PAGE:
Andrew Davidson’s The Gargoyle was recommended to me by my Codex novel writing buddy (*waves to Patty*) and when I found out it was written by an ex ESL teacher who worked in Japan, you KNOW I had to read it.

And oh, it was nice.

The story starts with a horrific car accident wherein the narrator is badly, badly burned. His life is radically changed, and things look pretty awful for him until a strange woman, a sculptor, begins visiting him in the hospital.

She says she knows him from a different life, and proceeds to woo him back to embracing life again by telling him four stories of lovers. (and in the Japanese story, he gets details and tone right, so that made me happy.)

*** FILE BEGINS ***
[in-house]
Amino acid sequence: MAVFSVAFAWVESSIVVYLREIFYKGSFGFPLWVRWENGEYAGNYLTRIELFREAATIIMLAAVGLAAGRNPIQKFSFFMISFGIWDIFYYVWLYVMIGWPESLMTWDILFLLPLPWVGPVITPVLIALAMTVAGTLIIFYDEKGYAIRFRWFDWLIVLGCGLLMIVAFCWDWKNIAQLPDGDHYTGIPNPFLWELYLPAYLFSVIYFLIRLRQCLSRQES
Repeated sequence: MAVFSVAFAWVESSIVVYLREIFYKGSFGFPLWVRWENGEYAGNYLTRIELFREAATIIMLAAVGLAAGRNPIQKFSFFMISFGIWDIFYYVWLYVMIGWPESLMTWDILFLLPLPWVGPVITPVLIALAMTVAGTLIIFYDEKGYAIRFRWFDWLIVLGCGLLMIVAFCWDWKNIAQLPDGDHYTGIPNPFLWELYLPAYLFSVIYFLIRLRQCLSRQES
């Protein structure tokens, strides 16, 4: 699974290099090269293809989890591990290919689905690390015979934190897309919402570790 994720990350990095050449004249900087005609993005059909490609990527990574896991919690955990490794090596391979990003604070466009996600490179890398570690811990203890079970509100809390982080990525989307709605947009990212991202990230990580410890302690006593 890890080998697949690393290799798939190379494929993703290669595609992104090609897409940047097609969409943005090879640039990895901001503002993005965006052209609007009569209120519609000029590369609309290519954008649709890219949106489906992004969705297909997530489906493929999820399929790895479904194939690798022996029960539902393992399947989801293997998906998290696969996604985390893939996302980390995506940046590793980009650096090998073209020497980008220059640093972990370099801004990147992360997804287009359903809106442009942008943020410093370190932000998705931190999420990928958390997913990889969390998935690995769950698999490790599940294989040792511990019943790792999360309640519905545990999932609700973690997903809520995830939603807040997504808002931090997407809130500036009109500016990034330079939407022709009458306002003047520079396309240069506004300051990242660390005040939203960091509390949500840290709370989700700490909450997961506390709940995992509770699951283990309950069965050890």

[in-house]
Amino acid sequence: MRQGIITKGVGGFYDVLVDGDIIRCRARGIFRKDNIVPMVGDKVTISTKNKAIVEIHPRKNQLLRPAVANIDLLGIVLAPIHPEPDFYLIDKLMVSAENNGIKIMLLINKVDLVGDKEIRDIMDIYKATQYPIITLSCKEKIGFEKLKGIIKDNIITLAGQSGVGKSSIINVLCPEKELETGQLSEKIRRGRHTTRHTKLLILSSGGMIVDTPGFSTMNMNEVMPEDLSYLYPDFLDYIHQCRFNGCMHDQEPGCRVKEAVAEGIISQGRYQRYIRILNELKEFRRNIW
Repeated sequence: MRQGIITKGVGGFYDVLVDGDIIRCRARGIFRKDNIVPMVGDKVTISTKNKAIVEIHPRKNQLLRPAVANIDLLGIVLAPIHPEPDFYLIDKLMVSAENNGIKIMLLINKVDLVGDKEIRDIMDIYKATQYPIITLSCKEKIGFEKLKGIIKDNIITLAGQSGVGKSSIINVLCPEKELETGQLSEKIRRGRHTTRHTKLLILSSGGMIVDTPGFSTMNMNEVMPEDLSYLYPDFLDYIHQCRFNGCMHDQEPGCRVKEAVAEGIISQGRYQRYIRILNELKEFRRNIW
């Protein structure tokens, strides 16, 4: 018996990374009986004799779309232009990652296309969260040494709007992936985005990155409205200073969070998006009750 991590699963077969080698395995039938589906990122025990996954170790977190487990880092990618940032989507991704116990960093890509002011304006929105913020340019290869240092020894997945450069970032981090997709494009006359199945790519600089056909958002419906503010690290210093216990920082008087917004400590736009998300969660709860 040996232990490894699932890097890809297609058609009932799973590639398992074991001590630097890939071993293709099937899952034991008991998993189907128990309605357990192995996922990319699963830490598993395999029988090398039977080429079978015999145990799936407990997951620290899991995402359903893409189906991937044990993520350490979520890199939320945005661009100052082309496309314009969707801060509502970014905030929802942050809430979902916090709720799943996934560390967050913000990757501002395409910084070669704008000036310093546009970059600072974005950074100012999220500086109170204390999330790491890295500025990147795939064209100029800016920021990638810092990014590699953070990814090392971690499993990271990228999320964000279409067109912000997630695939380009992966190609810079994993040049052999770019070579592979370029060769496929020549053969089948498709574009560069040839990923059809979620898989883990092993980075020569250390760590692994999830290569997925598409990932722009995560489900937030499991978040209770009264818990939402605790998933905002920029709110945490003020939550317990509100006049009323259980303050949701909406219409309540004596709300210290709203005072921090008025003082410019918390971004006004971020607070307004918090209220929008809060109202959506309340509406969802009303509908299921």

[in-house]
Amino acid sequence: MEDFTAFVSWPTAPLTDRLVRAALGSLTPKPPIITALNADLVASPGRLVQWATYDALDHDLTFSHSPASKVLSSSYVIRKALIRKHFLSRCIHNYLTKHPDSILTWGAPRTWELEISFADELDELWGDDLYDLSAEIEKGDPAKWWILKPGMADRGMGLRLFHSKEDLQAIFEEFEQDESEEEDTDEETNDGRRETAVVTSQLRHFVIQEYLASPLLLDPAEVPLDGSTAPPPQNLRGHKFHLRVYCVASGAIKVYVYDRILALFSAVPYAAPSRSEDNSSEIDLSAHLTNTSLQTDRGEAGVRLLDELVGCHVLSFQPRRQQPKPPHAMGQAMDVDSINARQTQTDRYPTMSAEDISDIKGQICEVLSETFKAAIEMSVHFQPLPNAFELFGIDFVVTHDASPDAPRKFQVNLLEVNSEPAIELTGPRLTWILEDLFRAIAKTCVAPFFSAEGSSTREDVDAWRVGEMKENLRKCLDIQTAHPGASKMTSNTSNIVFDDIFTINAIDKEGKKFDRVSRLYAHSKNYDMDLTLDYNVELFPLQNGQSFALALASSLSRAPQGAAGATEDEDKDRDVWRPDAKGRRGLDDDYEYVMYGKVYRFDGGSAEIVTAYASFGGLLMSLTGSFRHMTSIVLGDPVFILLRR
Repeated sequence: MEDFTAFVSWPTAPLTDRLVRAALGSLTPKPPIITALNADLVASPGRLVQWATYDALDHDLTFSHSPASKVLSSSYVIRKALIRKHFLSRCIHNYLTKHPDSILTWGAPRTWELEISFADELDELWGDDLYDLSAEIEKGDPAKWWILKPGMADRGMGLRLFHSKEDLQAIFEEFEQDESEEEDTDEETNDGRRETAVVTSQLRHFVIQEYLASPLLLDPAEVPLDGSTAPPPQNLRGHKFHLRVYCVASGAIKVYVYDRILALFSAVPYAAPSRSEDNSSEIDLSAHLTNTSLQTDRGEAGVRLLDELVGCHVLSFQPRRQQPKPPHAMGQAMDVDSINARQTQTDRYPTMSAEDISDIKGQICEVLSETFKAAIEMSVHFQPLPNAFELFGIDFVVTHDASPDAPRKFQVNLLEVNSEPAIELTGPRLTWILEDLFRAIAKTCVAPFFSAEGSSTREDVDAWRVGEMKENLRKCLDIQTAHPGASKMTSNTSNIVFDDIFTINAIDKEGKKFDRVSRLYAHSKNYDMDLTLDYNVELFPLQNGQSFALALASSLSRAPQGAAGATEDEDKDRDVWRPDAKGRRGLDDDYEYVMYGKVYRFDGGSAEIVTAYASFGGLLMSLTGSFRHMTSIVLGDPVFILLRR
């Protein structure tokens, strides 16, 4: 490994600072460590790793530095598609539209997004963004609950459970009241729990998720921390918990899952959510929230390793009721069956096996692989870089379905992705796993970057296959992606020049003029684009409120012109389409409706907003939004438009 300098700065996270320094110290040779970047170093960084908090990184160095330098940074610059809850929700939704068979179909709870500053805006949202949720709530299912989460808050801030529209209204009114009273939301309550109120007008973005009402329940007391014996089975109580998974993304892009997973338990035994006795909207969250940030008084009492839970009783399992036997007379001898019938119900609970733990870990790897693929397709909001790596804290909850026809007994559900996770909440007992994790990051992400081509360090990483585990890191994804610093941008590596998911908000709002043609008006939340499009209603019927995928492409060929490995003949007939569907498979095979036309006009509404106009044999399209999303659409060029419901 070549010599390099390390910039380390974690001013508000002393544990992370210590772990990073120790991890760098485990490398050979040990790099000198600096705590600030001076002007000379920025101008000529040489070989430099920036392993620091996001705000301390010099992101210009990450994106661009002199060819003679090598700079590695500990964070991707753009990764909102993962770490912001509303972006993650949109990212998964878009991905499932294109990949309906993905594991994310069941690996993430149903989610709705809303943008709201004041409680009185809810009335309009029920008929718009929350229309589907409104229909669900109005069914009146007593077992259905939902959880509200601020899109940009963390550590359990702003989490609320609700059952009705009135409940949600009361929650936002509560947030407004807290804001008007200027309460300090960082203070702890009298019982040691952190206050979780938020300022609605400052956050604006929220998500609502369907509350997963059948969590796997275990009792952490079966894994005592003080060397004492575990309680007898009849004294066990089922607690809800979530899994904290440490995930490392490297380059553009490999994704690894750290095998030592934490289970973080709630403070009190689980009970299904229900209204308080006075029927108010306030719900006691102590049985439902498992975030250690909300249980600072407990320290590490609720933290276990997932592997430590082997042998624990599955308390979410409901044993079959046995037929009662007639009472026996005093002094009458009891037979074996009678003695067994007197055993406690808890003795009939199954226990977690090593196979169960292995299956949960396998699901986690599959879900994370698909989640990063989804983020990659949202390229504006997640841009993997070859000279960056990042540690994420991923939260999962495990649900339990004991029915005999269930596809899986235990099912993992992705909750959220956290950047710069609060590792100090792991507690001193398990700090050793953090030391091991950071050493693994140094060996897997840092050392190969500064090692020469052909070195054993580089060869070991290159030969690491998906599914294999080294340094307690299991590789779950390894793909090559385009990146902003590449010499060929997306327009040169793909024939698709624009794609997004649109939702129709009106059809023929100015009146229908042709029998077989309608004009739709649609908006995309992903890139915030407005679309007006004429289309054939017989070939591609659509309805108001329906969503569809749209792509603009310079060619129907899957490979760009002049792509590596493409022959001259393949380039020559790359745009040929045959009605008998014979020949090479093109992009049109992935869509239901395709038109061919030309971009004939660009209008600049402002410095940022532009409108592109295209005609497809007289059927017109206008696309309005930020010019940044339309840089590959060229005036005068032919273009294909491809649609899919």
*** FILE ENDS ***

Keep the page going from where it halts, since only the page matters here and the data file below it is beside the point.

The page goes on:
But all is not as it might seem, and the woman has secrets of her own to hide.

The main character’s voice is compelling and real, and along with him, I found myself fascinated by the historical details (mediveval germany, victorian england, medieval Japan, and viking period iceland) and the stories of the lovers.

This book does not pull any punches. The fates of the lovers are not happily ever after, and the ending of the book was satisfying, but realistically bitter.

Highly, highly Recommended to ALL, even those people who do not particularly care for the fantastic genre, as the fantastic bits are the kind of “is it magical or is it just her schizophrenia?” kind.